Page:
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The term of copyright in Canada is presently life of the author plus an additional 50 years, a term consistent with the international standard set by the Berne Convention. This is also the standard in half of the TPP countries with Japan, Malaysia, New Zealand, Brunei, and Vietnam also providing protection for life plus 50 years.
From a Canadian perspective, the issue of extending the term of copyright was raised on several prior occasions and consistently rejected by governments and trade negotiators.
For example, term extension was discussed during the 2009 national copyright consultation, but the Canadian government wisely decided against it. Further, the European Union initially demanded that Canada extend the term of copyright in the Canada-EU Trade Agreement, but that too was effectively rebuffed with the issue of term removed from the final text.
From a policy perspective, the decision to maintain the international standard of life plus 50 years is consistent with the evidence that term extension creates harms by leaving Canadians with 20 years of no new works entering the public domain with virtually no gains in terms of new creativity.
In other words, in a policy world in which copyright strives to balance creativity and access, term extension does not enhance creativity but it does restrict access.
The negative effects of term extension has been confirmed by many economists, including in a study commissioned by Industry Canada, which have concluded that extending the term simply does not create an additional incentive for new creativity.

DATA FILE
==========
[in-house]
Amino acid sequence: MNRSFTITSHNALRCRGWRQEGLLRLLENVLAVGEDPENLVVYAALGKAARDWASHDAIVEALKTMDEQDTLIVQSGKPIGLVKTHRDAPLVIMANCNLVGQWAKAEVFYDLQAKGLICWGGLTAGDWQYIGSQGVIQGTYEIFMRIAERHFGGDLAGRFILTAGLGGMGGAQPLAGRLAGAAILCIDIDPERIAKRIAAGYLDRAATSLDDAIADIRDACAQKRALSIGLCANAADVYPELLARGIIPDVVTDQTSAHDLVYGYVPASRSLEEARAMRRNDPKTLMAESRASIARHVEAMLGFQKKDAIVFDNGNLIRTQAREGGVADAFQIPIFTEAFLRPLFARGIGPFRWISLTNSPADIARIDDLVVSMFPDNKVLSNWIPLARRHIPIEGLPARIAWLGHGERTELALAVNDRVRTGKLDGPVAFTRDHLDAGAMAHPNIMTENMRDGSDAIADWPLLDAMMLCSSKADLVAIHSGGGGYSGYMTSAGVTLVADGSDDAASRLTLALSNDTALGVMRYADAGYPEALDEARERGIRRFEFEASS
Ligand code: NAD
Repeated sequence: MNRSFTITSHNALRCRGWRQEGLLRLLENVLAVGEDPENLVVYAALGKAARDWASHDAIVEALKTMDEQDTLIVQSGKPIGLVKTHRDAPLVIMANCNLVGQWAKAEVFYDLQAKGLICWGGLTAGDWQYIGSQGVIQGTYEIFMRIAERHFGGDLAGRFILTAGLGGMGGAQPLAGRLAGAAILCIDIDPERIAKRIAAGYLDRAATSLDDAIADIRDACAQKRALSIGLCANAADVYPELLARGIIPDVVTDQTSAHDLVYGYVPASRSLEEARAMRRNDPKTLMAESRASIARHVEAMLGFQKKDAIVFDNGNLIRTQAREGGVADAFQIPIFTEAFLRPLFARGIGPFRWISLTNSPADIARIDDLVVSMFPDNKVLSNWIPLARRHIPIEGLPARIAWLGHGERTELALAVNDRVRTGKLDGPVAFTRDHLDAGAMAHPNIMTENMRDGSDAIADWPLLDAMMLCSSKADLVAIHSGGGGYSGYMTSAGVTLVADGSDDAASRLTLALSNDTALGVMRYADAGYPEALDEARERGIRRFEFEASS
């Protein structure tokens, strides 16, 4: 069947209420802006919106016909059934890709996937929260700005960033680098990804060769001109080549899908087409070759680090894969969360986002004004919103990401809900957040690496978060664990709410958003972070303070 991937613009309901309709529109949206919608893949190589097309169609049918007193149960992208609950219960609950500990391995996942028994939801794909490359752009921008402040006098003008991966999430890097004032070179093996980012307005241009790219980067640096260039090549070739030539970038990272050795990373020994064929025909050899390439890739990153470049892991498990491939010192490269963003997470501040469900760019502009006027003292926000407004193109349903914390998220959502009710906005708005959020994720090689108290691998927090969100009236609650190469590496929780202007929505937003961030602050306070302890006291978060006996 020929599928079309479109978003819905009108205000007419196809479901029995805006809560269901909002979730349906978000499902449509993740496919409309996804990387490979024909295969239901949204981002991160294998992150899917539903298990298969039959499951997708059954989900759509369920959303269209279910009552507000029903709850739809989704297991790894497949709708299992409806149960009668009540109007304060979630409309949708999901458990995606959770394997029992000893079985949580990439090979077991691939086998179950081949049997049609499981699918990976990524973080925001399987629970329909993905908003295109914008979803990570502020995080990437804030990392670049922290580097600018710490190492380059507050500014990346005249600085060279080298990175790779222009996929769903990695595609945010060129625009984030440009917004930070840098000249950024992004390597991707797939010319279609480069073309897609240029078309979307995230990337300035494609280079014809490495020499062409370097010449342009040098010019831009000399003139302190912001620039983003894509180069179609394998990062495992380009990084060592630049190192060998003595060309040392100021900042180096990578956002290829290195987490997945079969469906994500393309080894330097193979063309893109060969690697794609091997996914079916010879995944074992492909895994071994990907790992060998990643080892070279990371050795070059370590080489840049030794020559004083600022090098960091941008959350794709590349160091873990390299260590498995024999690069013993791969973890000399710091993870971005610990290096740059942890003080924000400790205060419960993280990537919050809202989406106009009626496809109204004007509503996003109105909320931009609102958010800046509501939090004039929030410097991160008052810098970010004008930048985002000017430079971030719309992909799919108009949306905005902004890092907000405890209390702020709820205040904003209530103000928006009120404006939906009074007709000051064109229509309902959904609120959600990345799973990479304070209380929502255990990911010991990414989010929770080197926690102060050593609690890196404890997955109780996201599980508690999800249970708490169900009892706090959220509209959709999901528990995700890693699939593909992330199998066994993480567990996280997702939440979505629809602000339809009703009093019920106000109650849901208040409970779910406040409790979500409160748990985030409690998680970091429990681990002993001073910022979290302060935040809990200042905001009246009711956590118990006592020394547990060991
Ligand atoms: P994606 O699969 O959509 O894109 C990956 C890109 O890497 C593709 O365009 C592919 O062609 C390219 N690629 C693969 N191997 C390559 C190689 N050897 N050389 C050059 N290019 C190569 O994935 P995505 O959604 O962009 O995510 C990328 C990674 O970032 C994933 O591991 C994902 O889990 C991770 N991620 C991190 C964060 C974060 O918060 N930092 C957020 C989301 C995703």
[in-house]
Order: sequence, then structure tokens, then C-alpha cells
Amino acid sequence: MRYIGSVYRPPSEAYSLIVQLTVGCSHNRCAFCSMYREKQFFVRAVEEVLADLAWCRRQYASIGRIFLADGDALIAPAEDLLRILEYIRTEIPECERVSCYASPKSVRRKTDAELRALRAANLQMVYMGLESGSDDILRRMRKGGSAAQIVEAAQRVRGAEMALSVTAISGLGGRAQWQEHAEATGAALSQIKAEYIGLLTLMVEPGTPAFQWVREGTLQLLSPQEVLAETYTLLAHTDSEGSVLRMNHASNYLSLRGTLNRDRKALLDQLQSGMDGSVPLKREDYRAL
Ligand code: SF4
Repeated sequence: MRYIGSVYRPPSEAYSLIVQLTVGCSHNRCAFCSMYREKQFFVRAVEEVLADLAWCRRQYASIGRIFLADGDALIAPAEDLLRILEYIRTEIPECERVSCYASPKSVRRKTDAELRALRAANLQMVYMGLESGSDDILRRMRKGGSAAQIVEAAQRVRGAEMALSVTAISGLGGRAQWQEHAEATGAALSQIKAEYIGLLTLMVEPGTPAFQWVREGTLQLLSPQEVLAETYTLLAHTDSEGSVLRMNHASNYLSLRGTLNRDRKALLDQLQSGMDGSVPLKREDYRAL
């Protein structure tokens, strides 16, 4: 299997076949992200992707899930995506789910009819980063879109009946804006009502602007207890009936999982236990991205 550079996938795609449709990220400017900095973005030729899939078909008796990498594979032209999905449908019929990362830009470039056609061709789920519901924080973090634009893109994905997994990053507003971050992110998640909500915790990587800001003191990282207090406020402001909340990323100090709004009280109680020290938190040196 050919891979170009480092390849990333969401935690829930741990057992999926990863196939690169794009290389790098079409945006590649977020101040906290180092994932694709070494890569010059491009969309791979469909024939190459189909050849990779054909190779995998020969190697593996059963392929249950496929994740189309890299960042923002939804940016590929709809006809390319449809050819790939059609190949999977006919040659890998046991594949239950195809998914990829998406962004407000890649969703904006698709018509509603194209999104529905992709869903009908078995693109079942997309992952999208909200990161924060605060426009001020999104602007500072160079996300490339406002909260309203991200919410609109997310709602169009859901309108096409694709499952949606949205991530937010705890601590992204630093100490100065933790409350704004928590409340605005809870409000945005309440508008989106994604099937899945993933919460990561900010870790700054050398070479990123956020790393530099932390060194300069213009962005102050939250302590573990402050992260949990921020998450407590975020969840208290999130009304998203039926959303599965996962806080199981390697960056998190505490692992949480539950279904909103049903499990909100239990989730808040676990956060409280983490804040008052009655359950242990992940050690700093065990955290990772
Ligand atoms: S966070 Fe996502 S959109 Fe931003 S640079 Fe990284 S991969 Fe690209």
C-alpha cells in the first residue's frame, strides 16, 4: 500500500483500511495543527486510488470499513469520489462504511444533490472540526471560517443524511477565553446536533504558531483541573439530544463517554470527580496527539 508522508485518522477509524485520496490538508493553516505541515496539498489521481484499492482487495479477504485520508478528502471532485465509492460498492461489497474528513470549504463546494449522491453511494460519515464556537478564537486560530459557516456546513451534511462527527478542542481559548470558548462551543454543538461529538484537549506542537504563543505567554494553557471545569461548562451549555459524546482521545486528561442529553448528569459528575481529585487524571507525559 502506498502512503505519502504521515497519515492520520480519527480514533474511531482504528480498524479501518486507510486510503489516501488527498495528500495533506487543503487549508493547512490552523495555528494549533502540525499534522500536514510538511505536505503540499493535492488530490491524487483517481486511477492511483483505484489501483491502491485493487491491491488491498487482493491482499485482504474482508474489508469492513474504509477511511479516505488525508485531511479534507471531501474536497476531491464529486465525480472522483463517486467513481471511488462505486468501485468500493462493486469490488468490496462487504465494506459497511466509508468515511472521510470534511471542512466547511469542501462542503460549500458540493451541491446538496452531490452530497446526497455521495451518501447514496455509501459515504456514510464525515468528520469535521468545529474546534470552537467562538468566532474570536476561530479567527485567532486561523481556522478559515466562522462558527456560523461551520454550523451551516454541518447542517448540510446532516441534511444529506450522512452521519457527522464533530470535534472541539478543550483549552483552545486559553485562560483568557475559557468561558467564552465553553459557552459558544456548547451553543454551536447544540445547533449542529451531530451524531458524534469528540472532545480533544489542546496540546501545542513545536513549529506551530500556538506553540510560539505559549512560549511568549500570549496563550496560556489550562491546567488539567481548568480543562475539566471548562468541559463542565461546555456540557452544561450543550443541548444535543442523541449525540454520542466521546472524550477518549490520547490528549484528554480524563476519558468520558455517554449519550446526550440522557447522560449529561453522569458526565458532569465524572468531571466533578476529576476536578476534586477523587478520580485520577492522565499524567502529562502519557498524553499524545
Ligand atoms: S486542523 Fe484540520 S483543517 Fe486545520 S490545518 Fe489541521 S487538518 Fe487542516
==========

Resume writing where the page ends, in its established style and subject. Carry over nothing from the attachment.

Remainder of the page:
Moreover, studies in other countries that have extended term have concluded that it ultimately costs consumers as additional royalties are sent out of the country.
In the case of the TPP, the term extension is a major windfall for the United States and a net loss for Canada (and most other TPP countries). In fact, New Zealand, which faces a similar requirement, has estimated that the extension alone will cost its economy NZ$55 million per year. The Canadian cost is undoubtedly far higher.
The damage caused by the term extension involves more than just higher costs to consumers and educational institutions. It also creates a massive blow to access to Canadian heritage. Canadian publishers such as Broadview Press, an independent academic publisher that has been a vocal proponent of copyright, warned about the dangers of the term extension to its business and the academic community last fall:
"Unlimited, or excessively long, copyright terms have often kept scholars from publishing (or even obtaining access to) material of real historical or cultural significance. They have severely restricted certain options for university teaching as well. Broadview's editions of Mrs. Dalloway and of The Great Gatsby (edited by Jo-Ann Wallace and by Michael Nowlin, respectively), for example, are to my mind unrivalled. Each includes far more than just the text itself: explanatory notes, extended introductions, and an extraordinary range of helpful and fascinating background material in a series of appendices. They offer a truly distinctive pedagogical option. But instructors and students in the USA are still not allowed access to those editions.